The FBI said officials identified the kidnapping suspect who called himself Clark Rockefeller as a German man who came to the United States as a youth and later took on several aliases.
The FBI told reporters the agency pulled fingerprints from immigration documents from the early 1980s of Christian Gerhartsreiter. The prints matched those taken from Gerhartsreiter around the time of his Aug 2. arrest in Baltimore.
Earlier this week, authorities in California identified Rockefeller as Gerhartsreiter, though they did not provide forensic evidence.
Gerhartsreiter is accused of kidnapping his daughter off a Boston street. And authorities want to question him about the disappearance of a California couple.
Gerhartsreiter went by the name Christopher Chichester when he was a guest at the San Marino home of the couple now presumed dead. He has long been suspected in their disappearances, police have said.
The alleged aliases appeared to reflect a twisted life of multiple identities that unraveled last week. Authorities said Gerhartsreiter was many things besides the suspect in the California disappearances:
- As Christian Karl Gerhartsreiter, he lived with families in Connecticut until he wore their hospitality thin.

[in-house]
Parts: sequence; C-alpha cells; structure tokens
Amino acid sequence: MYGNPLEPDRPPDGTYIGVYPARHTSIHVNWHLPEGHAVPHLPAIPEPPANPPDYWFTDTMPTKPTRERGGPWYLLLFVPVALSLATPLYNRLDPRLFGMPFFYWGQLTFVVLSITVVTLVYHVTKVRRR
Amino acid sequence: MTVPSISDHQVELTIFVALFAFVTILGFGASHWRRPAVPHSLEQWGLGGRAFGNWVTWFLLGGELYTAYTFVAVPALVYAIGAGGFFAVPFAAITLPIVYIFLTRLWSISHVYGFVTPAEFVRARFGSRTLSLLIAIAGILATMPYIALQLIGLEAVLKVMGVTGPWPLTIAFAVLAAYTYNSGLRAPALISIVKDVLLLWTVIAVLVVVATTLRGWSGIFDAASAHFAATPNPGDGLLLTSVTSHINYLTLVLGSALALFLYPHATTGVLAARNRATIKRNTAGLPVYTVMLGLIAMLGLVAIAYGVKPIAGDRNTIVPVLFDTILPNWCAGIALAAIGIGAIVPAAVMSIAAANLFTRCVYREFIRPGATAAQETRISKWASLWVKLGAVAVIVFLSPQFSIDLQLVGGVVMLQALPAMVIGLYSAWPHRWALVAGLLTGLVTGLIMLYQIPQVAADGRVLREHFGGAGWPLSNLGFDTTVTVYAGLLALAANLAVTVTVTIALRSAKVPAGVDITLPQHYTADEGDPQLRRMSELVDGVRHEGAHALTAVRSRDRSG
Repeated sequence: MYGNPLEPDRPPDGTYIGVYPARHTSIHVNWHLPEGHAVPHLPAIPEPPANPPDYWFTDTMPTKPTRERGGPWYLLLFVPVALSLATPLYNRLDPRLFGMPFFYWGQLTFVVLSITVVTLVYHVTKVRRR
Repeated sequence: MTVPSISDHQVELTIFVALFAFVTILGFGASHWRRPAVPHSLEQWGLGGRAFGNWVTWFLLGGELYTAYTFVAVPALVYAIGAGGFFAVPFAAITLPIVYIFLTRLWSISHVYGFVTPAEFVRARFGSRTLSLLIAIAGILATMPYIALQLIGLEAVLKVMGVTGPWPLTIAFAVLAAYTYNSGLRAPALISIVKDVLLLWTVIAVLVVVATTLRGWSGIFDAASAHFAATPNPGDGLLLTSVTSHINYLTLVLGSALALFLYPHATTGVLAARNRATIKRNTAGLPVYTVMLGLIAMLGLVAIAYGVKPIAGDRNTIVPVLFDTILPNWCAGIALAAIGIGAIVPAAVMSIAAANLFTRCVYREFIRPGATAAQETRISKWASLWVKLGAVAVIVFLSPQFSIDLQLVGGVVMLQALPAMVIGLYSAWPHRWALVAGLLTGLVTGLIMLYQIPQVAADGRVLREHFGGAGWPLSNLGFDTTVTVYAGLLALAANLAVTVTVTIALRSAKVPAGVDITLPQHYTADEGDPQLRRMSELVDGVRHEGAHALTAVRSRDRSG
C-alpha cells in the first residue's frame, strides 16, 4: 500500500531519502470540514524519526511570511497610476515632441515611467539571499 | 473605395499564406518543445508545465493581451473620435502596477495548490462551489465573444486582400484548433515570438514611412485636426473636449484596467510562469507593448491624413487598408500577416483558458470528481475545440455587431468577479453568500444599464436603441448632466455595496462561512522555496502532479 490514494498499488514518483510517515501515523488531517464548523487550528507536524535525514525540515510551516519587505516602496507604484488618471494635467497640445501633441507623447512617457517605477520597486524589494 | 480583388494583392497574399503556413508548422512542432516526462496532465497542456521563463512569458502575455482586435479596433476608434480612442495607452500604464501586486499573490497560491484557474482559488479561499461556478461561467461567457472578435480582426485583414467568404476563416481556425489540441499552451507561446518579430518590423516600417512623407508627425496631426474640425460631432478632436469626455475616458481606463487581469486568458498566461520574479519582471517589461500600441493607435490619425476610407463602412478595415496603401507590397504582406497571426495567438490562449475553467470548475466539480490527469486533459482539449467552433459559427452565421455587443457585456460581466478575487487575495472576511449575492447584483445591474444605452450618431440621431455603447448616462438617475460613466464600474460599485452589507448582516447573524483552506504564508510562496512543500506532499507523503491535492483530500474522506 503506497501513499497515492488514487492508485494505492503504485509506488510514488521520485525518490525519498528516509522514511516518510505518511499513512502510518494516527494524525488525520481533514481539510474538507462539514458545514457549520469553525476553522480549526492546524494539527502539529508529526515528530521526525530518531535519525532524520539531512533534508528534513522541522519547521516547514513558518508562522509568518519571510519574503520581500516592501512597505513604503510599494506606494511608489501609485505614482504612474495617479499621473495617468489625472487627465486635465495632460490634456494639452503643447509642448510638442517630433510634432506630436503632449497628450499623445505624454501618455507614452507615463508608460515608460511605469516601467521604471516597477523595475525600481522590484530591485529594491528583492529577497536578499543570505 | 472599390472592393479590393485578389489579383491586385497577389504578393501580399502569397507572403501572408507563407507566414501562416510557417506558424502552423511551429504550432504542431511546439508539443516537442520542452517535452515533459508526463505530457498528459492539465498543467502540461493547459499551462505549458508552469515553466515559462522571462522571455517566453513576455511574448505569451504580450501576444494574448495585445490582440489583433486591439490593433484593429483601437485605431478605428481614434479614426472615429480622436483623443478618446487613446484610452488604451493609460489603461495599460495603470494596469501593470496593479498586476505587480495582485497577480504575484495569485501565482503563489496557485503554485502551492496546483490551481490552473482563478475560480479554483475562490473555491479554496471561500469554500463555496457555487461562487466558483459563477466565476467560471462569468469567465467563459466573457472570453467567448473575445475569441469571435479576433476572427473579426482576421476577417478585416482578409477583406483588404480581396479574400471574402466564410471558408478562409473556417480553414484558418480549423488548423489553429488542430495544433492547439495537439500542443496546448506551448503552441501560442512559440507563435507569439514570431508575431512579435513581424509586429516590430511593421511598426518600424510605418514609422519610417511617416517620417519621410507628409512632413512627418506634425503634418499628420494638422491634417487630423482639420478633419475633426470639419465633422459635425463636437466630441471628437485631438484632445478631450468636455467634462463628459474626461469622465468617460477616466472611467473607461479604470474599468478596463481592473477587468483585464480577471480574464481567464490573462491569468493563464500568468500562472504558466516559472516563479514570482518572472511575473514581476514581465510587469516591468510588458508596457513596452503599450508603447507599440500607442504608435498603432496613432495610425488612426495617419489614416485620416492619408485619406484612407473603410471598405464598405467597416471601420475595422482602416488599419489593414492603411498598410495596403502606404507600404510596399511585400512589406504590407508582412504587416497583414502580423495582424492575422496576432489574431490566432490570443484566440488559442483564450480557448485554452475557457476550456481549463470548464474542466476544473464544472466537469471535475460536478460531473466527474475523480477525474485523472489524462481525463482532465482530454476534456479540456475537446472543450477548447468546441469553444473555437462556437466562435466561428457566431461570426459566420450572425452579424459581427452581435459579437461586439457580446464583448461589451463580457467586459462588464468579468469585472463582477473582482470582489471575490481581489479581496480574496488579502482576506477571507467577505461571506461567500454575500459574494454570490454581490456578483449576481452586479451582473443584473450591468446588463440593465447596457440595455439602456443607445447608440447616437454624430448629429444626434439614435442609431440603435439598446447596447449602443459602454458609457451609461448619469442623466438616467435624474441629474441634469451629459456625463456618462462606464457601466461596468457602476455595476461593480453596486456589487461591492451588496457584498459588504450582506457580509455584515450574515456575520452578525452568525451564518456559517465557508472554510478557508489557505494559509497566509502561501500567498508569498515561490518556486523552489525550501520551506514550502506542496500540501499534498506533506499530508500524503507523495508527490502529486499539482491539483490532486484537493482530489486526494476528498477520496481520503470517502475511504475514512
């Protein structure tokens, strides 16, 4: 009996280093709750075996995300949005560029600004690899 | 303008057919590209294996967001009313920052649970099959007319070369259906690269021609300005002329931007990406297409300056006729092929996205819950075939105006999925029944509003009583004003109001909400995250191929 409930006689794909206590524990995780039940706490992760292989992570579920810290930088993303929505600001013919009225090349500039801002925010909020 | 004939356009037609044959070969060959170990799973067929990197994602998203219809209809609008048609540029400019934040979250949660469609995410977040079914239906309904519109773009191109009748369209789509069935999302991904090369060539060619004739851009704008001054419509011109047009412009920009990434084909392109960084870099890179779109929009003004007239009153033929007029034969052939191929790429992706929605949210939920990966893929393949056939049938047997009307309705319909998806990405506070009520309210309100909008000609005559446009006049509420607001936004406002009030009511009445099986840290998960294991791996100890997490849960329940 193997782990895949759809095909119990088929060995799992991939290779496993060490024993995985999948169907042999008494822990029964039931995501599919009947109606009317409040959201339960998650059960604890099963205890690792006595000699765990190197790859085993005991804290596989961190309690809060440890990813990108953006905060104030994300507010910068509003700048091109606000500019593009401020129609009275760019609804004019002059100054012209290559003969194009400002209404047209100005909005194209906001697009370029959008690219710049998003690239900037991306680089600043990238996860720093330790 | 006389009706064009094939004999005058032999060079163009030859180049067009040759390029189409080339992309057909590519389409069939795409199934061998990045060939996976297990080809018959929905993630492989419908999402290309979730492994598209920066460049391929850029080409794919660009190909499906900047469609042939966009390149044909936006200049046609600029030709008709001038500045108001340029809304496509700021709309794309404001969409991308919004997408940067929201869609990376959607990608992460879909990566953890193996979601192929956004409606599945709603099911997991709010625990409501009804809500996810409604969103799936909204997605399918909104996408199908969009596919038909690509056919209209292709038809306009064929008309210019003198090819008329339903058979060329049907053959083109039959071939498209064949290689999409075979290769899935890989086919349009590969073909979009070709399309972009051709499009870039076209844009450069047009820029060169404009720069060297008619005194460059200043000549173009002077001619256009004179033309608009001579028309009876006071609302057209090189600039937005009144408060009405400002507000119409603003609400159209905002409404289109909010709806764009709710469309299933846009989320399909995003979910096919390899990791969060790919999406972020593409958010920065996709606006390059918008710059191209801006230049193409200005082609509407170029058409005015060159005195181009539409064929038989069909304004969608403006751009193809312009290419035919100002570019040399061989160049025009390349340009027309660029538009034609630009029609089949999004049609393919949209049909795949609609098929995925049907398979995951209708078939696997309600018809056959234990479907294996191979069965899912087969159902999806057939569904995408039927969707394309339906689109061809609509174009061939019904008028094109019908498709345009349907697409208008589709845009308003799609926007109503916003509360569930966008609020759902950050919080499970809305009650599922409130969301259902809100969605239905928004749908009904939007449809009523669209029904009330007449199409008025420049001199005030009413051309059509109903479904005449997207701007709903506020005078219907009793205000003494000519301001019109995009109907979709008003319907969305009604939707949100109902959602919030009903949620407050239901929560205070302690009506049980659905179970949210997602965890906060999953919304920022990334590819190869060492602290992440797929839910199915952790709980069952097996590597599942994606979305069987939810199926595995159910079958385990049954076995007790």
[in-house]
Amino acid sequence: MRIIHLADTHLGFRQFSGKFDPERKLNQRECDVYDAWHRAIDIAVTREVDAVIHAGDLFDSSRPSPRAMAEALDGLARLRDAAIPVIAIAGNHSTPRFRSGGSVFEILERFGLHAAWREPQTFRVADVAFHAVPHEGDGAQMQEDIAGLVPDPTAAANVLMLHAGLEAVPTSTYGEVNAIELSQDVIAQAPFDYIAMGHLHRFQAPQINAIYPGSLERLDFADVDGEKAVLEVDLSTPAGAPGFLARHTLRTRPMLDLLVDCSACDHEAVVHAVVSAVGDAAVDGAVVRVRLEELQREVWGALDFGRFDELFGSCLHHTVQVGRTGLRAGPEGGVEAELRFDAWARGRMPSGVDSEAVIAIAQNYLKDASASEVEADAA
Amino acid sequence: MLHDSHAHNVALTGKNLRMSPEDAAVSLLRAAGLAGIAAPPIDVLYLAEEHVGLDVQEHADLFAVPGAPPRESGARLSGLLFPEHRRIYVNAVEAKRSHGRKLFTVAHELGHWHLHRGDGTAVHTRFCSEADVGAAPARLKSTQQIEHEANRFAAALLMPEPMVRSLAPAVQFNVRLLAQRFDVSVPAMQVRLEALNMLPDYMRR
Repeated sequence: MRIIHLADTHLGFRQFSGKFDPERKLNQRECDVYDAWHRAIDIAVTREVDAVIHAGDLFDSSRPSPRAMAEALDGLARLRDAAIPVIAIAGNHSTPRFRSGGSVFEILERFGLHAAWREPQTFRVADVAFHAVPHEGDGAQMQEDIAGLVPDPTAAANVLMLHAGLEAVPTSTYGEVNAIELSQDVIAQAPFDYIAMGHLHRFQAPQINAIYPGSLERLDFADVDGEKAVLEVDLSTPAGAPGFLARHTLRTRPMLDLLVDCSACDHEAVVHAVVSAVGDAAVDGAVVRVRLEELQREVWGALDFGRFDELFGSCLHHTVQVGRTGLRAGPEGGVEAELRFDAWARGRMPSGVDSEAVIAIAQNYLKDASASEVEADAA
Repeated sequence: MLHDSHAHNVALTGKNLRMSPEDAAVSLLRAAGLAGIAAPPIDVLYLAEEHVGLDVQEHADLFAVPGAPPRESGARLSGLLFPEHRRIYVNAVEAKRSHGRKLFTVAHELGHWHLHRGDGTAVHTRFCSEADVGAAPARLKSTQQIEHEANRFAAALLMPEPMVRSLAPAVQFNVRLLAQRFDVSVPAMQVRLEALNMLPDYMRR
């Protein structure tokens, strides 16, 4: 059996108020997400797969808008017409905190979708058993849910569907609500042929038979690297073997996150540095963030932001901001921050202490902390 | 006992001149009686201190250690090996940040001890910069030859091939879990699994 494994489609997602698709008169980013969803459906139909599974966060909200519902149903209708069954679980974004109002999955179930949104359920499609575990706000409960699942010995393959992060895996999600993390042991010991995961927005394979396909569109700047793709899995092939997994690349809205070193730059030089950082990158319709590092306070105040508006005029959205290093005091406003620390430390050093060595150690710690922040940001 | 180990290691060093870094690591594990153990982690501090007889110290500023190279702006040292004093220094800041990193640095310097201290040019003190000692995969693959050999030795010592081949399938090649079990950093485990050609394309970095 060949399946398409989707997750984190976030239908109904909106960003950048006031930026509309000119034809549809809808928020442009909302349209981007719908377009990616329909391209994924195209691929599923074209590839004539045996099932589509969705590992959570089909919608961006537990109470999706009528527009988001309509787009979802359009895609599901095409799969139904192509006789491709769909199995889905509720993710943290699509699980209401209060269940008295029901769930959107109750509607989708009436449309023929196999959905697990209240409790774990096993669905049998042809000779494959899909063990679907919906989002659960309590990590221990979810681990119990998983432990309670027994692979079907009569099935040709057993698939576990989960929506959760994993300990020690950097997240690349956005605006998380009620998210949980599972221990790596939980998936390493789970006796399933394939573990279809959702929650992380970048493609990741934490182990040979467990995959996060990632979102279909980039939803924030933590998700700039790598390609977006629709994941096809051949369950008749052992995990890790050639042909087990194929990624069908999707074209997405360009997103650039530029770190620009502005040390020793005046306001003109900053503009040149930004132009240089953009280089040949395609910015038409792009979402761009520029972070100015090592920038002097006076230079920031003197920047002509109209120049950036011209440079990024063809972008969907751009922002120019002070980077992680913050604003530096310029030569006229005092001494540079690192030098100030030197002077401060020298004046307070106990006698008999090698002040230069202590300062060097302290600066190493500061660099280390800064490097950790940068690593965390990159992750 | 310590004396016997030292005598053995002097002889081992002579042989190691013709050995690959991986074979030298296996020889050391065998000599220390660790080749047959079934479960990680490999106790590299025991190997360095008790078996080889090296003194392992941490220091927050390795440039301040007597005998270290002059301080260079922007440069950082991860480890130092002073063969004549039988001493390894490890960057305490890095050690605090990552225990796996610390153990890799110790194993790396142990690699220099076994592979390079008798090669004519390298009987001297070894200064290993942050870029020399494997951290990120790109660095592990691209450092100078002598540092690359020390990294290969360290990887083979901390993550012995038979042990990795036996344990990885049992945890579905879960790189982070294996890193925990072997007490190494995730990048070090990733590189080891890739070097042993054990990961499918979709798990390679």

- A teen husband who left his wife in Wisconsin a day after they wed.
- A Wall Street bond salesman named Christopher Crowe, who talked a good game but rarely closed a deal.
- A stay-at-home dad who lived in a $2 million brownstone in Boston's tony Beacon Hill neighborhood until his wealthy wife divorced him when she grew suspicious of his background.
Gerhartsreiter's Boston attorney, Stephen Hrones, said in an earlier interviews that his client doesn't have a full memory of this past. But Hrones said Gerhartsreiter had acknowledged using the name Christopher Chichester while living in California, and that he remembered the Sohuses.
Hrones said Gerhartsreiter told him that he barely knew the couple and that they left while he was still in California.